Frank said that they have received more tapes of some air personalities than others.
"When you were 15 years old you probably didn't tape Harry or Ron because you were in school while their shows were on the air," he said regarding morning air personality Harry Harrison and mid-day air personality Ron Lundy. "If you were 12 years old and you were up at 10 o'clock at night you would tape Chuck Leonard."
Frank said he became interested in a career as a radio engineer while earning a bachelor's degree in Music at C.W. Post.
He had to take a "distribution" of classes in a related area. His choice of Radio and Film led to work at WCWP, the campus station, which through the years has produced such notables as Rita Sands, the former ABC News correspondent and anchor at WCBS Newsradio 880; and Ted David, formerly of ABC News and now with CNBC.
Frank said he worked at a variety of functions at the campus station and over time became friends with its chief engineer, Bill Mozer, who also worked at Musicradio77.
He said that Bill invited him to join him at work one day in 1969.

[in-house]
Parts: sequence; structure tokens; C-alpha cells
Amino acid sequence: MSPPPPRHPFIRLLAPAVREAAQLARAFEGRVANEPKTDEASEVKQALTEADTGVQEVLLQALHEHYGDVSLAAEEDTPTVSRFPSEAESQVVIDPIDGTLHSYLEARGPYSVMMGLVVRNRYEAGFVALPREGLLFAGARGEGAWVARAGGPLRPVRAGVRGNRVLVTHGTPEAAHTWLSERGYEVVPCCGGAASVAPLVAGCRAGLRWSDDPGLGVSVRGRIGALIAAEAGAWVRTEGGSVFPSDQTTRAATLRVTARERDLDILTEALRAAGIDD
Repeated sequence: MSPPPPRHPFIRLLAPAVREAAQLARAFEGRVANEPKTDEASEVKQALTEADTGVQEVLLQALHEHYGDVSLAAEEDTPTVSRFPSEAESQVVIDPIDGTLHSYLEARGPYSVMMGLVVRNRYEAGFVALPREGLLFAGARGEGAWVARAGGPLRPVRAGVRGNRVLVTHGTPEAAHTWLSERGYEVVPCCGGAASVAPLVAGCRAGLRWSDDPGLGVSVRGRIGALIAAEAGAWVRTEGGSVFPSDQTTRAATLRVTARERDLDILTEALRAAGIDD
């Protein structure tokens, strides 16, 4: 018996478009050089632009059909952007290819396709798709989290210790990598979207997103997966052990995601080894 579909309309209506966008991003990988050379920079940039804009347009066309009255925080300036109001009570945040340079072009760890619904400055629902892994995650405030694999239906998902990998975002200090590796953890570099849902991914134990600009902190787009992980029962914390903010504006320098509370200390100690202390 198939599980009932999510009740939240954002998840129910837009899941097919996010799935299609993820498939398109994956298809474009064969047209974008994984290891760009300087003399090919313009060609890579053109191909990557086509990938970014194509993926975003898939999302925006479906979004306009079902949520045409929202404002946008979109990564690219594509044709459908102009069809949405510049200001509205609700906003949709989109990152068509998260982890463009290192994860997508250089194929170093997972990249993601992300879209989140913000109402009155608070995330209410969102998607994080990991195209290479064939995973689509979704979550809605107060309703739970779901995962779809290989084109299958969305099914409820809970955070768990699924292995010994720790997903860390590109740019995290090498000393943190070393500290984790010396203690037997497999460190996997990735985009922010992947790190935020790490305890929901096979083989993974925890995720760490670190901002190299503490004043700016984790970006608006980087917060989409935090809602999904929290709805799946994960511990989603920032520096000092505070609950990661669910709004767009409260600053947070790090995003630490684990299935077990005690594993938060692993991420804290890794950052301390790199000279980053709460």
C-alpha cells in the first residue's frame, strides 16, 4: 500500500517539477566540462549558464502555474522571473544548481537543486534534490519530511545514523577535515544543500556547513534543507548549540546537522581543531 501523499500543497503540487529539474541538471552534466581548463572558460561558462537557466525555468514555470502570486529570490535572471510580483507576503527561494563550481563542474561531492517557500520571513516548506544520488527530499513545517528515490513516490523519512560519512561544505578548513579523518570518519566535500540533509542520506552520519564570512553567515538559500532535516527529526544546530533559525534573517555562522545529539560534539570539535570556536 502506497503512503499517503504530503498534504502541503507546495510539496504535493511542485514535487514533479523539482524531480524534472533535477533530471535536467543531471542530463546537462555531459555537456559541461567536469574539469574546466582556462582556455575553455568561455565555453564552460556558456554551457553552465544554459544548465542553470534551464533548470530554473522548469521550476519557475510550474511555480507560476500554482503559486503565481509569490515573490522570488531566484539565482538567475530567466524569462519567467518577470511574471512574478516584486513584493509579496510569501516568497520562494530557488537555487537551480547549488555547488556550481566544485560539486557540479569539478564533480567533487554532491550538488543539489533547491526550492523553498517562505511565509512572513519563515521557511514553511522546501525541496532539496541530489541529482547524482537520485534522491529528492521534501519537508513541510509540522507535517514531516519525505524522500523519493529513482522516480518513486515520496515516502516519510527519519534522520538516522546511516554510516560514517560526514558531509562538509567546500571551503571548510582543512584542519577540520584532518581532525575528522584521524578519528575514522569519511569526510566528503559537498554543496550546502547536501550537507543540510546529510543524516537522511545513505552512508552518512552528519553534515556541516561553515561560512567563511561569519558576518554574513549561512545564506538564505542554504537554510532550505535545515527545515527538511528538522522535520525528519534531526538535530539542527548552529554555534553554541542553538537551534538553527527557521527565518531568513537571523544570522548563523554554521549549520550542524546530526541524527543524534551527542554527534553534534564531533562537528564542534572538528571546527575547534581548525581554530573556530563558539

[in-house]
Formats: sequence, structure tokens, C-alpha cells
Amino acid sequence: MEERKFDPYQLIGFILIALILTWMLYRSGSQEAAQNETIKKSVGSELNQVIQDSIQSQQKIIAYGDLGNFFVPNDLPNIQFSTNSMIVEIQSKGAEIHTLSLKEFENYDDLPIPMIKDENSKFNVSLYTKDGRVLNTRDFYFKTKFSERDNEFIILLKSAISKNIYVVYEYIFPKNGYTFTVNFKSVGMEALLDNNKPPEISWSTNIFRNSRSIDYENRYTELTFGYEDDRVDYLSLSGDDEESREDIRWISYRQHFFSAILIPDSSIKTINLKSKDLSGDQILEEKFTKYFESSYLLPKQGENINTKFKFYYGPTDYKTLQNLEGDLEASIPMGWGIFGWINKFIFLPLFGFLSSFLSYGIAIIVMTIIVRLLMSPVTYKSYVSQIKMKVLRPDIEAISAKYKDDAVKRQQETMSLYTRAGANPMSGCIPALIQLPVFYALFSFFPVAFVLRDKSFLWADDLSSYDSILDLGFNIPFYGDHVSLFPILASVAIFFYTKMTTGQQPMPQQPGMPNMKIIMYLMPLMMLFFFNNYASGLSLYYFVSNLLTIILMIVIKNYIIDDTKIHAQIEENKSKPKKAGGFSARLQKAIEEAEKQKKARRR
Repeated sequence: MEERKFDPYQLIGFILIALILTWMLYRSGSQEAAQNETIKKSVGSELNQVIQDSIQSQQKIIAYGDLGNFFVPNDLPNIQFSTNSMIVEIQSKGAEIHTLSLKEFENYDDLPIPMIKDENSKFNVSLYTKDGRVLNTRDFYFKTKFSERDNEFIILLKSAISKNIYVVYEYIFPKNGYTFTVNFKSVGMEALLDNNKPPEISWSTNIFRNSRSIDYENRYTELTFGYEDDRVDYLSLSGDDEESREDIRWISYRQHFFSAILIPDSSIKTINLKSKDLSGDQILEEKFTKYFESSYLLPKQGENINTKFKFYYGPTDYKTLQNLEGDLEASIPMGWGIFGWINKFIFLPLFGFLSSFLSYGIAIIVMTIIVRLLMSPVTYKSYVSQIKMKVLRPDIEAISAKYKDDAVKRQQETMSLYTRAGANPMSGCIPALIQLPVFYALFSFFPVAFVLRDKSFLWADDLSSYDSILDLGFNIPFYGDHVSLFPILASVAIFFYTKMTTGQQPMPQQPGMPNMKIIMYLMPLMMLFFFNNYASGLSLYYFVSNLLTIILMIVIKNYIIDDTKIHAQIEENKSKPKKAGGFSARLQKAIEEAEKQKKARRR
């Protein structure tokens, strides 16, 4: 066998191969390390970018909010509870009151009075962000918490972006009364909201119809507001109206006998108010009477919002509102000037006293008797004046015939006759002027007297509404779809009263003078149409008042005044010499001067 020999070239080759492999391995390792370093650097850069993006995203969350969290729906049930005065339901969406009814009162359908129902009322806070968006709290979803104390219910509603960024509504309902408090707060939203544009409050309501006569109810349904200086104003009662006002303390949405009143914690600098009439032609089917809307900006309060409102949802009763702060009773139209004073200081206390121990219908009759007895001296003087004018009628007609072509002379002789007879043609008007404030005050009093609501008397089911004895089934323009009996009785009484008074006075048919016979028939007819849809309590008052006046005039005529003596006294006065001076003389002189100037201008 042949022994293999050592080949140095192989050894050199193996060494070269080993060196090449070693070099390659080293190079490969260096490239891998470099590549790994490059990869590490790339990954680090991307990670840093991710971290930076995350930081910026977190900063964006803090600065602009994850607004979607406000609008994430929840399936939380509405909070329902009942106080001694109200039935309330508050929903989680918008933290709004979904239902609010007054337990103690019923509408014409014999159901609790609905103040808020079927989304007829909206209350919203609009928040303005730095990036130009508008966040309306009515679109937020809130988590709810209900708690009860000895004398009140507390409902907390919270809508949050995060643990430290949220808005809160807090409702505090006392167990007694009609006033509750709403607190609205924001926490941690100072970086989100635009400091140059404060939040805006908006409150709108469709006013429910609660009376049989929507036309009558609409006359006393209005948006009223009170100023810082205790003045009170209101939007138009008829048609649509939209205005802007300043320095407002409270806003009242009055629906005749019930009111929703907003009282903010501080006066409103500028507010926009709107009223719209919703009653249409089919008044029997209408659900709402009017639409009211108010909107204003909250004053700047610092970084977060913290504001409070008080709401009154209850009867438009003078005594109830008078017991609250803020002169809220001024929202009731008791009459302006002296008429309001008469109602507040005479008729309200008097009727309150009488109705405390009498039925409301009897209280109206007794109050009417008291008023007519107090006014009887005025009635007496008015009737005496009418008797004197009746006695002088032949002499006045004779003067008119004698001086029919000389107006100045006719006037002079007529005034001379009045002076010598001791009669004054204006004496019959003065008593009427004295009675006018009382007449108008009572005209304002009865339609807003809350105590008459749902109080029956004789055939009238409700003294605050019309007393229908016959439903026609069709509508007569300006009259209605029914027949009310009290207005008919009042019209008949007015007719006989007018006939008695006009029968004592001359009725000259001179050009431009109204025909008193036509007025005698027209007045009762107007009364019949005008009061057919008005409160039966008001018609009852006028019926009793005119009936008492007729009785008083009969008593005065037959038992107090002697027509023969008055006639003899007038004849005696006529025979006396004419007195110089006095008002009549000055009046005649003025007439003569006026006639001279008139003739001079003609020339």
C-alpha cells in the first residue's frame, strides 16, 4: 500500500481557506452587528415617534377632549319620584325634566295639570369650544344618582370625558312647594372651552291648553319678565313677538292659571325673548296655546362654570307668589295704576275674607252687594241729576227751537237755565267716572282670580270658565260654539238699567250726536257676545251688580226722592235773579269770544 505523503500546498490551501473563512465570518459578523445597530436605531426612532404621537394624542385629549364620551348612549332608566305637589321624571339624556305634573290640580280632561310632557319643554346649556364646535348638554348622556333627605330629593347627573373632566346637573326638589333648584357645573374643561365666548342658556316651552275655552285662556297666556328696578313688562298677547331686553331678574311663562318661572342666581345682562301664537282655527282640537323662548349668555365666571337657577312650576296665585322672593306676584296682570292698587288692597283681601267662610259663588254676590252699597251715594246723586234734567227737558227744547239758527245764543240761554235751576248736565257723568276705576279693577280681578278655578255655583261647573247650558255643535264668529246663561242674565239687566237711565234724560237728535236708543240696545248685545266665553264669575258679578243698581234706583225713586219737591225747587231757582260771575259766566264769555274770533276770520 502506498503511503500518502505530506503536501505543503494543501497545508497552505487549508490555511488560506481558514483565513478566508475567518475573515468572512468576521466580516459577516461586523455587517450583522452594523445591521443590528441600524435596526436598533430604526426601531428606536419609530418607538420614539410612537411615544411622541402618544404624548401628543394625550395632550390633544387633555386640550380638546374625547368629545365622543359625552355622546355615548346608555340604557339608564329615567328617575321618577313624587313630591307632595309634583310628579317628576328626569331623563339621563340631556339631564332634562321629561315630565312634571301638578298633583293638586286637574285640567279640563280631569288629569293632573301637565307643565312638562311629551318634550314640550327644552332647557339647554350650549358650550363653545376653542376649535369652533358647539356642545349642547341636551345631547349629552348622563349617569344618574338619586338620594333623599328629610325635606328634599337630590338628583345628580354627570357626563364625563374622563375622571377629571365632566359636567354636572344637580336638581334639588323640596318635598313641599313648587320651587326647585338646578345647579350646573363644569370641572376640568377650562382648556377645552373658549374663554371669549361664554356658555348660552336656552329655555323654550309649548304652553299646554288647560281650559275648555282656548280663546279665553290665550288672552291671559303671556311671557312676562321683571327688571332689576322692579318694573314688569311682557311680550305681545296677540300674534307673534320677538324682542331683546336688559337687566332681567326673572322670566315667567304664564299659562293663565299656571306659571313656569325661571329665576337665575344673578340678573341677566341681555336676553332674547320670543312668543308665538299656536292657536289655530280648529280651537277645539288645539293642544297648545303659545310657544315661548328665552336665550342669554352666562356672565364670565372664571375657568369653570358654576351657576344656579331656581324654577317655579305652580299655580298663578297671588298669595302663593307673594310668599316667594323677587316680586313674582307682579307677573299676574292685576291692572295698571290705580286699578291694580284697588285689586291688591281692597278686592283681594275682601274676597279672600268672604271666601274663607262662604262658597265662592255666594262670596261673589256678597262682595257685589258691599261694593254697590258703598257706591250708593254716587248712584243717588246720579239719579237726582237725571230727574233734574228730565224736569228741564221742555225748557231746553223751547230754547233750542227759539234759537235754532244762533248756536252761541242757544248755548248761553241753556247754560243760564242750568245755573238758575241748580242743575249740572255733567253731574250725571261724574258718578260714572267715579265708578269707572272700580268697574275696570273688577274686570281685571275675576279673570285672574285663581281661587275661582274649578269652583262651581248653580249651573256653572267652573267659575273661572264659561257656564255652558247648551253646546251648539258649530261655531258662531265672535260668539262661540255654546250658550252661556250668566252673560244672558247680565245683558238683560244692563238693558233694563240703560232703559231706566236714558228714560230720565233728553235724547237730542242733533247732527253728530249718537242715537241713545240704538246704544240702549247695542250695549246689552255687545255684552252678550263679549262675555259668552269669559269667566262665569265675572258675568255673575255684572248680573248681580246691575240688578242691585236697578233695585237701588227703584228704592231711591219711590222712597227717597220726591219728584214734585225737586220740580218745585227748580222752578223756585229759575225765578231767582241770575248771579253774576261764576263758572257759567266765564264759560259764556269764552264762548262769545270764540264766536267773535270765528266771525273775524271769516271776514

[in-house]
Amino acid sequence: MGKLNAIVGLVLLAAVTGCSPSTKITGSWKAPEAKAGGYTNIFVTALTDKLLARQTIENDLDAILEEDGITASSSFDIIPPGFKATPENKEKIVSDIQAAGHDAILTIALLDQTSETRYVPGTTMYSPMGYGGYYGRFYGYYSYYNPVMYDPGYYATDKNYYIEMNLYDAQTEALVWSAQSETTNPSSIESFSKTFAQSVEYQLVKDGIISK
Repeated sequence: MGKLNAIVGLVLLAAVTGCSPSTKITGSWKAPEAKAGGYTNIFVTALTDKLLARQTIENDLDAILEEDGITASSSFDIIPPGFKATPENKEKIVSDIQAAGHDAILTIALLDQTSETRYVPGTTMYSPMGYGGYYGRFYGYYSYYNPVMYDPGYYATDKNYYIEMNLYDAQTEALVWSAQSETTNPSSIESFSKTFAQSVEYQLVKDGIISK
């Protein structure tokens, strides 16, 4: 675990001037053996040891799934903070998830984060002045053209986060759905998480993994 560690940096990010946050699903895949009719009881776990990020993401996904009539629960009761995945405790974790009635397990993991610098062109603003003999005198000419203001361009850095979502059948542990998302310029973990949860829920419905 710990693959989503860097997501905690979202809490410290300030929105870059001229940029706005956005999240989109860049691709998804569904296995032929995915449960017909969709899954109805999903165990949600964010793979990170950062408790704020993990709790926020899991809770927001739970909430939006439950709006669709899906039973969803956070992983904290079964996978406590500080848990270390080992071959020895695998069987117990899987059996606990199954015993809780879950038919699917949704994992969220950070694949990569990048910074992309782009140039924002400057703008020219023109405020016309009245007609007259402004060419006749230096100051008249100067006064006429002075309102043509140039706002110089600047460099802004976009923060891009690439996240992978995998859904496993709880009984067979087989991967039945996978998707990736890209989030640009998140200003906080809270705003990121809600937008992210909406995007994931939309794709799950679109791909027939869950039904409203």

He got to observe him working on Dan Ingram's and Cousin Brucie's shows.
"Right then, I said to myself that this is what I wanted to do," he said.
Frank also became friendly with another engineer from WCWP, Bill Epperhart, who began working as a relief engineer at WABC in May 1971.
In 1977, Bill, who later worked at 66 WNBC (AM), was largely responsible for Frank meeting his wife, Susie.
They now live in Mineola, Long Island and have three children - Billy, 25, who is an assignment editor with Fox News; and twins Kenny and Krissi, 20, who are both attending college.
Musicradio77.com web master Allan Sniffen has stated that Bill Epperhart, who died in 2000, was the first former WABC employee to contact him and provide materials after he established the web site a decade ago.
Frank said that engineering has changed during his 31 years at WABC.
"Everything was regulated years ago," he said. "We did everything. Right before I got to WABC, there even had been a grievance filed by one of the engineers because a D.J. had operated a cough switch and he was saying that he should do that because it was part of the microphone."